In January 2011, Felani Khatun was shot dead while attempting to cross the border from India to Bangladesh. Her body remained hung on the fence as a warning to those who illegally crossed an international border. Migration to India from the current geographical and political entity called Bangladesh is more than a century old and had begun long before the nation states were created in South Asia. Often termed as 'foreigners' and 'infiltrators', Bangladeshi migrants such as Felani find their way into India for the promise of a better future. Post 1971, there has been a steady movement of people from Bangladesh into India, both as refugees and for economic need, making this migration a complex area of inquiry. This book focuses on the contemporary issue of undocumented Bangladeshi migration to the three Indian states of Assam, West Bengal, and Delhi, and how the migrants are perceived in light of the ongoing discourses on the various nationalisms in India. Each state has a unique history and has taken different measures to respond to Bangladeshi migrants present in the state. Based on extensive fieldwork and insightful interviews with influential members from key political parties, civil society organizations, and Hindu and ethnic nationalist bodies in these states, the book explores the place and role of Bangladeshi migrants in relation to the inherent tension of Indian nationalism. About the Author Rizwana Shamshad is a researcher at Victorian State Government department, Australia. She is also a research affiliate at the School of Culture, History and Language, the Australian National University.
The book is a study of the current state of nationalist imagination in three states in India: Assam, West Bengal, and Delhi. It analyses the perceptions of the key political parties and civil society members about the presence of Bangladeshi migrants in these three states. India since Independence has gone through a number of competing nationalist thoughts: secular, Hindutva, and ethnic. The existence of these nationalisms denotes that although India is a modern nation state, its project of attaining a singular nationalism is still ongoing and incomplete.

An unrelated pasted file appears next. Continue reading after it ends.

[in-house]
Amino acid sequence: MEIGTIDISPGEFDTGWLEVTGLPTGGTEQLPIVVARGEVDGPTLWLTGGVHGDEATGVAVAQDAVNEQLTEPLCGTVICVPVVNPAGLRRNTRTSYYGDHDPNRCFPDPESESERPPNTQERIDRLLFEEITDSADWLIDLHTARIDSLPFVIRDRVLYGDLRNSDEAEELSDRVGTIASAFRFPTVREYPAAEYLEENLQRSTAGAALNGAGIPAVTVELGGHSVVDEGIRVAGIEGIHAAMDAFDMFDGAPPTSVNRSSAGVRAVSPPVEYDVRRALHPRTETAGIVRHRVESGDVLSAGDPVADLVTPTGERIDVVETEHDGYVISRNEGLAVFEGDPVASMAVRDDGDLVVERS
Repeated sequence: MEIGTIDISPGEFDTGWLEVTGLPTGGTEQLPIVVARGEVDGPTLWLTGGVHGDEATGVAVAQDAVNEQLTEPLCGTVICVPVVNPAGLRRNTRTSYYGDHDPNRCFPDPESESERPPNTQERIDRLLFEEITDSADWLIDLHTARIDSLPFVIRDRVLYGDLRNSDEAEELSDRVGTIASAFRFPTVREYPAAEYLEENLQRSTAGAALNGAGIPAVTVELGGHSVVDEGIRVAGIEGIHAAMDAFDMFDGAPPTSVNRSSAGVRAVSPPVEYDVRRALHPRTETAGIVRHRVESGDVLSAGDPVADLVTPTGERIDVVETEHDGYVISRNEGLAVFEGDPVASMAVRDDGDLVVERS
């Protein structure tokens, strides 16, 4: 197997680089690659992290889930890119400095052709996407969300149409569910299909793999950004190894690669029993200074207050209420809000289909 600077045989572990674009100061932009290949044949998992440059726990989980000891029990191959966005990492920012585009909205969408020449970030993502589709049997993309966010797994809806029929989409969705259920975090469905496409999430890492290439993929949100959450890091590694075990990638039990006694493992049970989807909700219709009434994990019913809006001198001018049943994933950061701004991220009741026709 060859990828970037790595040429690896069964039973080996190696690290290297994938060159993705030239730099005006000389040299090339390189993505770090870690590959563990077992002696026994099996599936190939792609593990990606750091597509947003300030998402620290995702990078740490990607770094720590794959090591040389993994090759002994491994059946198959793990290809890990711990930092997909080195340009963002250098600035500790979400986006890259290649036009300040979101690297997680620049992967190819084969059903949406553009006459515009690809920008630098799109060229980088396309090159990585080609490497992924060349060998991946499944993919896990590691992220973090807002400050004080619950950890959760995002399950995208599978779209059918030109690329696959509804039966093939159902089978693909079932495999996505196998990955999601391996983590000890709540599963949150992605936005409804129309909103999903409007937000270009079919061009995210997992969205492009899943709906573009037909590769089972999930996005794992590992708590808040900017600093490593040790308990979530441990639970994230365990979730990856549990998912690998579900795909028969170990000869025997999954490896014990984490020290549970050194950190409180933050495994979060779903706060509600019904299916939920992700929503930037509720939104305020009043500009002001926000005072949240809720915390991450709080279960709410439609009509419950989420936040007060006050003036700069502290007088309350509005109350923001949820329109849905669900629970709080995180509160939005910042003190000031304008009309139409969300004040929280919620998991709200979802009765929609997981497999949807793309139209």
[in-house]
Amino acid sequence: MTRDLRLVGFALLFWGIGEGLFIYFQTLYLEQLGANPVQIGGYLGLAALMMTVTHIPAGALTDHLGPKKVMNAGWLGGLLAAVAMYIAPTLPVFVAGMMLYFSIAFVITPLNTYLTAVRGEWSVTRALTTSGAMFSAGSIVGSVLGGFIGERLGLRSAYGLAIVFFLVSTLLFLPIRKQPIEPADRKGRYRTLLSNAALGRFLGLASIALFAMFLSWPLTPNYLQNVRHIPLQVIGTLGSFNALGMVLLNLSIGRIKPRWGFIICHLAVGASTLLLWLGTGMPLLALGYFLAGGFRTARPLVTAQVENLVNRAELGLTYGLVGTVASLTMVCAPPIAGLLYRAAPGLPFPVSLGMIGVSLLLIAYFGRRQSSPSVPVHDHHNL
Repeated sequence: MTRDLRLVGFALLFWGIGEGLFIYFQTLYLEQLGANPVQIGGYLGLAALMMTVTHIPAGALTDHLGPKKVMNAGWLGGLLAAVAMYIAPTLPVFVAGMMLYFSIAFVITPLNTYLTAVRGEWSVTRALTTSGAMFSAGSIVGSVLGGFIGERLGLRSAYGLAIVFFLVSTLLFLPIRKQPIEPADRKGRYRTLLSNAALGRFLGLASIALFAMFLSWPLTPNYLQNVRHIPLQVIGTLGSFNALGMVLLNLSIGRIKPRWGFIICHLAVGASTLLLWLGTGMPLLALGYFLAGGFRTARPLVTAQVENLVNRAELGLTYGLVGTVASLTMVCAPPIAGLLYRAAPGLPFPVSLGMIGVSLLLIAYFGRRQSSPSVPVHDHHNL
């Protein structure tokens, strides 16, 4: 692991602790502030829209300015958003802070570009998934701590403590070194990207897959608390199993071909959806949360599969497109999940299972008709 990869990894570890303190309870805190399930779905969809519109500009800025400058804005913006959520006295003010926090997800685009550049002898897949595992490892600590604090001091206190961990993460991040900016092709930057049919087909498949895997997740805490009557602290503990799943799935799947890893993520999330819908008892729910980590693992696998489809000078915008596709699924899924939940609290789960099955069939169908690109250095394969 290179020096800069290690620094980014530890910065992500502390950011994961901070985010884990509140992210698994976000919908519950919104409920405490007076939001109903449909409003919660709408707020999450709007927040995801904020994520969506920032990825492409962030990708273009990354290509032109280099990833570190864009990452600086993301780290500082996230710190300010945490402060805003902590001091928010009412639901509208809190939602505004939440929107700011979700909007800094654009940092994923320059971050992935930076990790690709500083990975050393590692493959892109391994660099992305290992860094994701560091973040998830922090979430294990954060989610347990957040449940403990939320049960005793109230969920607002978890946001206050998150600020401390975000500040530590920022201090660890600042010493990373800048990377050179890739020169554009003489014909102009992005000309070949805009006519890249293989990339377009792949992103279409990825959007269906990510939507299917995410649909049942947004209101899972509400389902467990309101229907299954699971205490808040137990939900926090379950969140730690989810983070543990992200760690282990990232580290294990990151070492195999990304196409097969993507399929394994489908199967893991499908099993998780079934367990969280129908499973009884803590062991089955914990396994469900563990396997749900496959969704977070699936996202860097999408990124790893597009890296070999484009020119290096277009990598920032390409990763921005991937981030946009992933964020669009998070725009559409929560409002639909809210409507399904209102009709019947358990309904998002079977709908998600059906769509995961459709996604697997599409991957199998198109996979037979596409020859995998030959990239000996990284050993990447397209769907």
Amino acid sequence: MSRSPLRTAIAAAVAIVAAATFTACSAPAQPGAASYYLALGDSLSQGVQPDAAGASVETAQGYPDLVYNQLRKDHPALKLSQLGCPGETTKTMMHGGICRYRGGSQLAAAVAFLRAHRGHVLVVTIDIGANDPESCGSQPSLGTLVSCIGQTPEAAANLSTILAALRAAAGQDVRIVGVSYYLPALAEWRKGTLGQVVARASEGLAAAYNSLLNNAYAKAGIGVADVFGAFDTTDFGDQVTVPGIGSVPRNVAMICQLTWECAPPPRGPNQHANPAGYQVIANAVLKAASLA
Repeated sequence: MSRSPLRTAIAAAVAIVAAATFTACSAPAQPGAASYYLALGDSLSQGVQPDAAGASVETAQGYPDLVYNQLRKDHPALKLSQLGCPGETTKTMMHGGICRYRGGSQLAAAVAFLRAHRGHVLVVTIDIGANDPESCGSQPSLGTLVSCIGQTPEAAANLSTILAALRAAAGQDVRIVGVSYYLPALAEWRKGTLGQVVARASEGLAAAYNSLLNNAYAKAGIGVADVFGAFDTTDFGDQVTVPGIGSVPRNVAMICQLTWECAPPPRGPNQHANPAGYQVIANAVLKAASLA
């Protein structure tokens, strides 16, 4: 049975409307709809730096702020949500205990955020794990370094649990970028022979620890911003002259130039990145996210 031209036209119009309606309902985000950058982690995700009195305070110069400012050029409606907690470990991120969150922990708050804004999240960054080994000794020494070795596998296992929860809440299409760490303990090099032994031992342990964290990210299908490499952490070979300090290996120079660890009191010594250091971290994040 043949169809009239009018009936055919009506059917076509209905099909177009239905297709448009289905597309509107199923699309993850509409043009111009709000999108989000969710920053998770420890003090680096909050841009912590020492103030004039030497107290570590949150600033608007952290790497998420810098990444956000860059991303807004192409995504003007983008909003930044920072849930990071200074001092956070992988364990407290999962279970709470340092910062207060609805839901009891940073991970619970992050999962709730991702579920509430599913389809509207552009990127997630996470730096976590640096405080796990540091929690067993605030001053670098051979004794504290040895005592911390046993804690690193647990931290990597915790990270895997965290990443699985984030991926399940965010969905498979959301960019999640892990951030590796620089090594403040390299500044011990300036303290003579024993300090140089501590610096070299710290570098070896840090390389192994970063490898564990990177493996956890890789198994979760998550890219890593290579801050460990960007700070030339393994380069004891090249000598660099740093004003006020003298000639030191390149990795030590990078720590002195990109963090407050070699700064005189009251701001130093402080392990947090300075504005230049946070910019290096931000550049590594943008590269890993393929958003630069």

The presence of Bangladeshi migrants in Assam, West Bengal, and Delhi has been a persistent election platform of sectarian Hindu nationalists and ethnic Assamese nationalists. How these various nationalisms position the Bangladeshi migrants, and therefore what these perceptions and ongoing discourses indicate about the current nationalism, is the primary enquiry of this book.
This study is an ethnographic record and a personal account that uses in-depth interviews with influential members from key political parties, civil society organizations, and Hindu and ethnic nationalist bodies in Assam, West Bengal, and Delhi. Civil society members are representatives from media, academia, think tanks, and human rights organizations. While Assam and West Bengal give a regional perspective on nationalist discourses, Delhi gives both a regional and a national perspective. The perceptions derived from interviews were analysed against the backdrop of relevant theories of nationalism. This book argues that the perception of Bangladeshi migrants in Assam, West Bengal, and Delhi varies greatly due to the historical, ethnic, and religious affinities of the people in each of the three states
|Number Of Pages||320|